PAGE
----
B. THOM STEVENSON — Most of the time I have an idea when I’m in the shower. In New York City, that’s the only time you’re fucking alone. When I’m alone, my brain goes to obscure places of memory, and draws abstract connections. I will start searching for books pertaining to the type of image memory I am craving. I usually find some of the best books from Housing Works. That place is amazing, it’s like a treasure trove. People donate their books there to get a tax write-off. Once I find something in a book, I’ll research it deeper on the Net, but I don’t have the same connection with things I find initially on the Internet.

PAIGE SILVERIA — What are some other parallels that you’ve found between your work and Mary’s?

B. THOM STEVENSON — What’s so beautiful about Mary’s paintings is the impulsiveness of the paintings. It looks like she painted fast. I try to make it look like I painted fast. I will paint something over and over in order to familiarize myself with the form, and paint it fast enough to give it that feeling. I try to paint as fast as I can to give it a spontaneity to communicate passion.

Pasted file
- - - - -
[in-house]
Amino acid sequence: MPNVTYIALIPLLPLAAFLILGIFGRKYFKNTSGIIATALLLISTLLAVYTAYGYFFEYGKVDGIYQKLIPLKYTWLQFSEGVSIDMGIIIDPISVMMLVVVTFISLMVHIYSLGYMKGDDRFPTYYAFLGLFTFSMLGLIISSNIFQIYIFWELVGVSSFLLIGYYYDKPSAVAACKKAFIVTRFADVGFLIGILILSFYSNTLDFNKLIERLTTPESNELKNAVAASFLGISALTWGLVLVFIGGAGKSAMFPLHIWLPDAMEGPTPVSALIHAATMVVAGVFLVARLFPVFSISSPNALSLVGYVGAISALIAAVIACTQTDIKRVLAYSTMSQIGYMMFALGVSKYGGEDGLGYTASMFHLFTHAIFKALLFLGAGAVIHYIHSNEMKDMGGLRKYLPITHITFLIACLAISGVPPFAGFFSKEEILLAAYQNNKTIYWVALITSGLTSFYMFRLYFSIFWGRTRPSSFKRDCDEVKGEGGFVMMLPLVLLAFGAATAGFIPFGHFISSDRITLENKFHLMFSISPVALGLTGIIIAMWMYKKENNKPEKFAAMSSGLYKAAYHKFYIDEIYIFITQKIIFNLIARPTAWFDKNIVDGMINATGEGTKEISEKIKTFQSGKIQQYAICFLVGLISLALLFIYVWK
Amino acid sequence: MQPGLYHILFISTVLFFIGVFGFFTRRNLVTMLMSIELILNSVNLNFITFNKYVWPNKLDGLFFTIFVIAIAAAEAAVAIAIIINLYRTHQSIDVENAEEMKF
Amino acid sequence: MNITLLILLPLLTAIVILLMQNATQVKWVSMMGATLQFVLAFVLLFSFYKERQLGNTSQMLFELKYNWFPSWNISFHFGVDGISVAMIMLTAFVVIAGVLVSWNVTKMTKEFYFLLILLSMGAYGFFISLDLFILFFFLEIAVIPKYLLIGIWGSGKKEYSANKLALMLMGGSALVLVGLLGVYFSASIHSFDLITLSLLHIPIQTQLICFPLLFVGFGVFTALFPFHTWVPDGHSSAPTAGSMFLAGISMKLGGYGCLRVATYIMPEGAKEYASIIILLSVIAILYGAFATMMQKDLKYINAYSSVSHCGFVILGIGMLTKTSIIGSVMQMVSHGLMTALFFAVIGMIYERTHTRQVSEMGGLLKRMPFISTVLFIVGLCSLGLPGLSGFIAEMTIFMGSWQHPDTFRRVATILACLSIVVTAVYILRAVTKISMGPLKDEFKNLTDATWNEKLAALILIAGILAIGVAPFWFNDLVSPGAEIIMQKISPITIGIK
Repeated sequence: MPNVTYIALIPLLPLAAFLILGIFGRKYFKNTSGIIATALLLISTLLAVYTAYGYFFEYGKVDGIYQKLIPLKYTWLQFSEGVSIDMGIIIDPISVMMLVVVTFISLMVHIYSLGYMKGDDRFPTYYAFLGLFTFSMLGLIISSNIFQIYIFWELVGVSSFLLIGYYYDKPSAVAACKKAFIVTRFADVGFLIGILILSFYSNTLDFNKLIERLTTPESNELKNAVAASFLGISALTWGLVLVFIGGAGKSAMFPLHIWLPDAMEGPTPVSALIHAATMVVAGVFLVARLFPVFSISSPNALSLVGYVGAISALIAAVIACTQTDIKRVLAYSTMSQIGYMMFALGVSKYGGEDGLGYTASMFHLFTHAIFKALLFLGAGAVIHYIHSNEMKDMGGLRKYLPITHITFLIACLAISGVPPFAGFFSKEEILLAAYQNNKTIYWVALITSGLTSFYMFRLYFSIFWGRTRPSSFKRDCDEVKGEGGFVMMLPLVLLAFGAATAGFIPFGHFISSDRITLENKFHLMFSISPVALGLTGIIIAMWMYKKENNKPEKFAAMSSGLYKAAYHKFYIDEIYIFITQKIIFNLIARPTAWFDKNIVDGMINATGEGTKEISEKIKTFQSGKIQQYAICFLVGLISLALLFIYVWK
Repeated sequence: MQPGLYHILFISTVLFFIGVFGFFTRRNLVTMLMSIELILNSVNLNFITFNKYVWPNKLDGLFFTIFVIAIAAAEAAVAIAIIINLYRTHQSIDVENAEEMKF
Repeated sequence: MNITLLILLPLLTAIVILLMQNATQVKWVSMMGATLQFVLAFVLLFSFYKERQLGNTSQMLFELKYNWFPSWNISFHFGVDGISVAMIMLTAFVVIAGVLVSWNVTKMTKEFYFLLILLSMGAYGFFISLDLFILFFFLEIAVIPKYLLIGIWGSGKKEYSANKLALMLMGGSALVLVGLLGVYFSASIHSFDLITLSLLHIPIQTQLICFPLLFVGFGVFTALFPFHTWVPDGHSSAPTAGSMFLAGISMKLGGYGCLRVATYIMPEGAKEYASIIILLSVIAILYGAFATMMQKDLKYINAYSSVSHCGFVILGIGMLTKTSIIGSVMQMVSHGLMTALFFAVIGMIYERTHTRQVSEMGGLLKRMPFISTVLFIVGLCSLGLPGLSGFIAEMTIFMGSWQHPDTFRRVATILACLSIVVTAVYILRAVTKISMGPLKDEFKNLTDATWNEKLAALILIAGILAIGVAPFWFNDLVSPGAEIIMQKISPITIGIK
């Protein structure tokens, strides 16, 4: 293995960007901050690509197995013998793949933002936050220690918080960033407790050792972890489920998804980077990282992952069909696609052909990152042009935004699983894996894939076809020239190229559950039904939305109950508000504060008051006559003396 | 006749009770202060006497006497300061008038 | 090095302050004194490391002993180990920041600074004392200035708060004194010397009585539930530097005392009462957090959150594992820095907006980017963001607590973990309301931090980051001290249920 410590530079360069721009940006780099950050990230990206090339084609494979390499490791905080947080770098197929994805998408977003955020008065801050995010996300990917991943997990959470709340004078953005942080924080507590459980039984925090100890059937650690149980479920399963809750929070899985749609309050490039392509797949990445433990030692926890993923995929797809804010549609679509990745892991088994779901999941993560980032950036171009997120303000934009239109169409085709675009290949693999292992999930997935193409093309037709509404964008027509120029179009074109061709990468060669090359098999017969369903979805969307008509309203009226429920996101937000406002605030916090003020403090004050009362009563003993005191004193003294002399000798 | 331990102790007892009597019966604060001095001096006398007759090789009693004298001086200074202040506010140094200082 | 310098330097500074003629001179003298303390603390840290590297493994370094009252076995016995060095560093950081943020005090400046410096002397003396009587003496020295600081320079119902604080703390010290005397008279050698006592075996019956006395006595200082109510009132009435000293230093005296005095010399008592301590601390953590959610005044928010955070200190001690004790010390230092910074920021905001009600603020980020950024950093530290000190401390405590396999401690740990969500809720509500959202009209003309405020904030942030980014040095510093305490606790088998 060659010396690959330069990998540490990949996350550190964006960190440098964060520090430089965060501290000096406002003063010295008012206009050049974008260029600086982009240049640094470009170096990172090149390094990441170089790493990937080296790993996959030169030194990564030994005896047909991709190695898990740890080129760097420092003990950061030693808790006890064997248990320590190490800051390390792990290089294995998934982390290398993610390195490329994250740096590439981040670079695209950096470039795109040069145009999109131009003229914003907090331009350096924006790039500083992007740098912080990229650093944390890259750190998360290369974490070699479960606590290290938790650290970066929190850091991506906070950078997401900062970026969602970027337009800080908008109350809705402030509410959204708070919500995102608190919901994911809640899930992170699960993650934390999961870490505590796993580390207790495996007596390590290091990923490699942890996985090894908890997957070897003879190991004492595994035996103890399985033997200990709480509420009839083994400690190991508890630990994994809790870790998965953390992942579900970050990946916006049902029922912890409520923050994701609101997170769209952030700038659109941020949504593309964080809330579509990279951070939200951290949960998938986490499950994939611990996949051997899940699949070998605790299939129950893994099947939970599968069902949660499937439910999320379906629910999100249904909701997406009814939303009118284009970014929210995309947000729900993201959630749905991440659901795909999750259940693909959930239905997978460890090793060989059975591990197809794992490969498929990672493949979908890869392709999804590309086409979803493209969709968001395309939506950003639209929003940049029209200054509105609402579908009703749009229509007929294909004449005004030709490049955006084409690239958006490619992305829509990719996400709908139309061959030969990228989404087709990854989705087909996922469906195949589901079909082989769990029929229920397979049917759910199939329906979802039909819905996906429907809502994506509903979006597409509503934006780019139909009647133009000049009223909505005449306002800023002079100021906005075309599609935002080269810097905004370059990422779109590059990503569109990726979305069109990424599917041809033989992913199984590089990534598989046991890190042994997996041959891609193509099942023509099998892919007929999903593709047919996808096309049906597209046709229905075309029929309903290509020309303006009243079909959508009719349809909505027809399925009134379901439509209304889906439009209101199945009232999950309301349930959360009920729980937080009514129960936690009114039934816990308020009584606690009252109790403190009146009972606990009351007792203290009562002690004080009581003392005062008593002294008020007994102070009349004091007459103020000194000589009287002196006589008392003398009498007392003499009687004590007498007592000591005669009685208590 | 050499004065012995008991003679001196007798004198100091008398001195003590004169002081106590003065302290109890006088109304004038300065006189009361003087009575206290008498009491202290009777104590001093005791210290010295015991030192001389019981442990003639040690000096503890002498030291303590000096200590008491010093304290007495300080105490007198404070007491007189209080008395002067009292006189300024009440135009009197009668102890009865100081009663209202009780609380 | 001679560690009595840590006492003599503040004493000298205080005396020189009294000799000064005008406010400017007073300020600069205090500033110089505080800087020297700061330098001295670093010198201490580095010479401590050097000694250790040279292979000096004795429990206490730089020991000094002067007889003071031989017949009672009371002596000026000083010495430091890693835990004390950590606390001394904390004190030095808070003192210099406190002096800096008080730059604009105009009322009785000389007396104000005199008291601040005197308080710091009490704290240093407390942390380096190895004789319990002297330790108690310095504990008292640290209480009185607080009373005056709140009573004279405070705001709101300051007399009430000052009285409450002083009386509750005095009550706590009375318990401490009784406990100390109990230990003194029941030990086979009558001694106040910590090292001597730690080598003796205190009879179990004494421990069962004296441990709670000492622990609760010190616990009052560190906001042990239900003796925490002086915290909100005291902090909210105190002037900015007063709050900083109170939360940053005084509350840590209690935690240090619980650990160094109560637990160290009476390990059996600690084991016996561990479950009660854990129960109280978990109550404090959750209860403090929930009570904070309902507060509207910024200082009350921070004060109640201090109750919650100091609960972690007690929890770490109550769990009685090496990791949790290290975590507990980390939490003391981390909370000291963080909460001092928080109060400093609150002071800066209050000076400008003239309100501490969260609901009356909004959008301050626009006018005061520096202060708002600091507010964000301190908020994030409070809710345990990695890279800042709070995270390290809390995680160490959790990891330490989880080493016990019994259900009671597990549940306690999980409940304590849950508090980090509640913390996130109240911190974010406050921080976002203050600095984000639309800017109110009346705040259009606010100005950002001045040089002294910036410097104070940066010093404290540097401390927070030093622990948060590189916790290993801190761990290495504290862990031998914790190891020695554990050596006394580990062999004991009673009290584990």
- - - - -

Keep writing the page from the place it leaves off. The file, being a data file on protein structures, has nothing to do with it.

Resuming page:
SCOTT ODGEN — Your work is more sourced and refined. There’s a certain looseness that I love about self-taught art like Mary’s. It’s not over-thought; it’s someone letting go. She can’t help herself. She’s just deeply committed to making work. Some artists destroy a piece by overworking it.

B. THOM STEVENSON — I always did illustration, not painting. I’m not saying that I’m self-taught; I went to school for art, but I was taught art as a sort of informative tool. As a tool of communication. I had the option of studying painting, but I chose illustration. I wanted to get better at drawing. I think if you lined up all of Mary T’s paintings, you’d be able to figure out her language. That’s kind of what I’m trying to do. I’m trying to develop the language within my work. I pull up other images; the angels, if it doesn’t have text in the painting, I’ll name it after someone. And I say angels, but they’re just this shape that I say is the angel to make it easier to talk about. They’re loaded graphic images. With these paintings, I think of them as drawings. I draw better with a paintbrush.

PAIGE SILVERIA — A lot of the language in your work and Mary’s is indiscernible.